and four tensors of SU(N), as defined in
Ref.~\cite{vanRitbergen:1998pn}.
\\
$\beta^{\overline{\rm MS},(2)}_{\hat{\alpha_s}}$ is given first as a
function of the quartic scalar coupling tensors. Implementing their
explicit expressions (\ref{eq::tensors}) one gets the RHS of the second
equality sign. The explicit dependence on the coupling tensors is needed
for the computation of the three-loop result $\beta^{\overline{\rm
MS},(3)}_{\hat{\alpha_s}}$ as a function of the different types of
couplings. As can be understood from the above formulae, when the
quartic scalar coupling tensors occurring in the two-loop diagrams
are renormalized, their one-loop renormalization functions are
contracted with three different colour structures. We did the
renormalization at the diagram level, employing the appropriate
colour projectors. For the derivation of the
three-loop results with all couplings set to be equal to
$\alpha_s^{\overline{\rm MS}}$, one can avoid the introduction of
coupling tensors
for the four-squark interaction. In this case the colour structures of the
tree-level couplings are preserved under the
renormalization to the one-loop order and so, their renormalization
can be done as usual. However, for the conversion of the three-loop
\msbar{} results to the \drbar{} scheme the introduction of the
coupling tensors is unavoidable, because the colour structures do not
factorize in the second equation of the translation relations
(\ref{eq::a4sq}).\\
Furthermore, it is a straightforward calculation to show that employing the
conversion rules given
in Eqs.~(\ref{eq::asms}), (\ref{eq::ayms}), (\ref{eq::a4sq}) into the
\msbar{} three-loop
$\beta$-functions (\ref{eq::bas}) and (\ref{eq::bay}), one obtains the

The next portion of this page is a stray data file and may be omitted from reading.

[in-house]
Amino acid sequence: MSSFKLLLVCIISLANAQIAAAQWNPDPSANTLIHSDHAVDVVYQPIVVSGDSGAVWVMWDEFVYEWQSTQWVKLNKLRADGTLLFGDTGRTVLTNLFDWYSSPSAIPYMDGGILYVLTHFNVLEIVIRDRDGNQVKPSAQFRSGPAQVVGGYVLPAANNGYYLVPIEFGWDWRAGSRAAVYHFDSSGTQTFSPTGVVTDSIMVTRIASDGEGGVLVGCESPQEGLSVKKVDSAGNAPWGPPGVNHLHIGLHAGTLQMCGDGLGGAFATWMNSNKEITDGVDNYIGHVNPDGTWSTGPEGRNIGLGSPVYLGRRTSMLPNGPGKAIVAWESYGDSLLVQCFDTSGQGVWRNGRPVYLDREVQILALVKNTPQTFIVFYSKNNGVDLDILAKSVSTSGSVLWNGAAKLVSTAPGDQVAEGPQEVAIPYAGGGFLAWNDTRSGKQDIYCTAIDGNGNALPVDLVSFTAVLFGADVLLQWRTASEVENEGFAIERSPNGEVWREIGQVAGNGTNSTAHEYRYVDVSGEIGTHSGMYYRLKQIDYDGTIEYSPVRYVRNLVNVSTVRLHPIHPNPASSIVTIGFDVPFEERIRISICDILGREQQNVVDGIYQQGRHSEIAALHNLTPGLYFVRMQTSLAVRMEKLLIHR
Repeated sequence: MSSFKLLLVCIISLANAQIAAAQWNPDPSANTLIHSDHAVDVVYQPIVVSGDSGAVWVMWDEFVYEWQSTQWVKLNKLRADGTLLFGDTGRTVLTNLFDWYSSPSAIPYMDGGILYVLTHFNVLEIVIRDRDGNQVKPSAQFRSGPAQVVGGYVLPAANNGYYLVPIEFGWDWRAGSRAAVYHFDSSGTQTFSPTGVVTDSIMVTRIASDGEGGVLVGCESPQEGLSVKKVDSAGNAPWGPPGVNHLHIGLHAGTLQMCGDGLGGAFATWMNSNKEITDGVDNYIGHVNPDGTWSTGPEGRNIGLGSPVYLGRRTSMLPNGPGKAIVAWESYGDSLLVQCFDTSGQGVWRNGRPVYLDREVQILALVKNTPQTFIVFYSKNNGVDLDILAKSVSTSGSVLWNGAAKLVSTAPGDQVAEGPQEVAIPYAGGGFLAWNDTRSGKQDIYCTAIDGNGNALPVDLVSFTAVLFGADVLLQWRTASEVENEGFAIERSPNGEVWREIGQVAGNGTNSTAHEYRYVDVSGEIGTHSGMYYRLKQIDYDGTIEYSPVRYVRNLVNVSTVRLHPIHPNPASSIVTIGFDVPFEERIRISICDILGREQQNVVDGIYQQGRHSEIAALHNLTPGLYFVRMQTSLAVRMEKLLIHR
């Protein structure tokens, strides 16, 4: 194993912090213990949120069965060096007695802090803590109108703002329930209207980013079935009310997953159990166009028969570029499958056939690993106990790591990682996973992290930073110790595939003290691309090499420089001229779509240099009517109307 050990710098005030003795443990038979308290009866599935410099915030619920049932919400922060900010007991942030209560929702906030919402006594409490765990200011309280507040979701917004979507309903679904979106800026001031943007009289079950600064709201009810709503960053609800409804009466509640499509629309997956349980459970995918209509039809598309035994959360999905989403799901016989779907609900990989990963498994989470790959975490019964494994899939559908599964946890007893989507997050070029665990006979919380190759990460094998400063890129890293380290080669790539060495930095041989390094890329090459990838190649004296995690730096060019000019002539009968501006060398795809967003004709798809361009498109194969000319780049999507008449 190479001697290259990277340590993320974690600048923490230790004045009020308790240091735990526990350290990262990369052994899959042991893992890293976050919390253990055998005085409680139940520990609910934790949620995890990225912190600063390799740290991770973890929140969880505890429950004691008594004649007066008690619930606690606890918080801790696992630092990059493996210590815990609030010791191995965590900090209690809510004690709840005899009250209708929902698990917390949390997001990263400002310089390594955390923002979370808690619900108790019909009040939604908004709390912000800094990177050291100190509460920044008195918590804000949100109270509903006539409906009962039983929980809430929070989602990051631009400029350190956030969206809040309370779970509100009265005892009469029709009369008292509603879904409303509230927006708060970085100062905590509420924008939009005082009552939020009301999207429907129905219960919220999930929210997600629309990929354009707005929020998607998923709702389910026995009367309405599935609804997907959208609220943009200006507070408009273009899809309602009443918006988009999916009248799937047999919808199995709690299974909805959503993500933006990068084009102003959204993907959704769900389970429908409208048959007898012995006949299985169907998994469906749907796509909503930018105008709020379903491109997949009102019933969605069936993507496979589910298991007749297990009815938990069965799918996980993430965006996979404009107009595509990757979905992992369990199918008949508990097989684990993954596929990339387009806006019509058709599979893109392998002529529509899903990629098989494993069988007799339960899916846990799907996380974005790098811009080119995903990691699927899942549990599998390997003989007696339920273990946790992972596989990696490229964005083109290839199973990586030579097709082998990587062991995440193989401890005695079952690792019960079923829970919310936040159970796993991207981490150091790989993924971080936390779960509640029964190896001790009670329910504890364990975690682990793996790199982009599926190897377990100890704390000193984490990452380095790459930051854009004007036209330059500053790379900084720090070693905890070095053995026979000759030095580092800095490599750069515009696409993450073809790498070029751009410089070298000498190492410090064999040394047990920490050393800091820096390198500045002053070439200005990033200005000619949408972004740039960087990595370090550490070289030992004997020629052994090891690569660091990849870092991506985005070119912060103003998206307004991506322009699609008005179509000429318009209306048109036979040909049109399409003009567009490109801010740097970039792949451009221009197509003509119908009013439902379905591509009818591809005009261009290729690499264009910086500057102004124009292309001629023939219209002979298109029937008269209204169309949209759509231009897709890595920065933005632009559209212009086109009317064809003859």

\drbar{}
$\beta$-function computed in
Refs.~\cite{Jack:1996vg,Harlander:2009mn}. Since the couplings $\alpha_s$ and
$\hat{\alpha}_s$ occur already at the one-loop order, their
two-loop translation rules are necessary to convert the three-loop
$\beta$-functions from \msbar{} to \drbar{}.
This is a strong consistency check for the translation
rules we discussed in the previous section.
\subsection{Three-loop fermion mass anomalous dimensions in
\dreg{}\label{app::beta4sq} }
In this section we provide the fermion (quark and gluino) mass anomalous
dimensions within the \msbar{} scheme through three-loops. They are
derived from the renormalization constants of the fermion
masses, which can be calculated by decomposing the fermion self-energy
into its vector and scalar parts and then computing the
counterterms for the wave functions and masses.
We define the fermion (quark or gluino) mass anomalous dimensions as
\begin{eqnarray}
\gamma_A = \frac{\mu^2}{m_A}\frac{\rm d m_A}{\rm d \mu^2 }\,,\quad
A=q,\tilde{g}\,.
\end{eqnarray}
Writing their expansion in the perturbation theory like
\begin{eqnarray}
\gamma_A = \sum_{i=1}^3 \gamma_{A}^{\overline{\rm MS},(i)}\,,
\end{eqnarray}
we have for the quark mass anomalous dimension
{\allowdisplaybreaks
\begin{align}
\gamma_{q}^{\overline{\rm MS},(1)} &=
\left(\frac{\ayMSbar}{4
\pi}\right) \cR -\left(\apiMS\right) 3 \cR\,,\nonumber\\
\gamma_{q}^{\overline{\rm MS},(2)} &=
\left(\apiMS\right)^2(-\frac{29}{2}\cA\cR - \frac{3}{2}\cR^2 + 7\cR N_F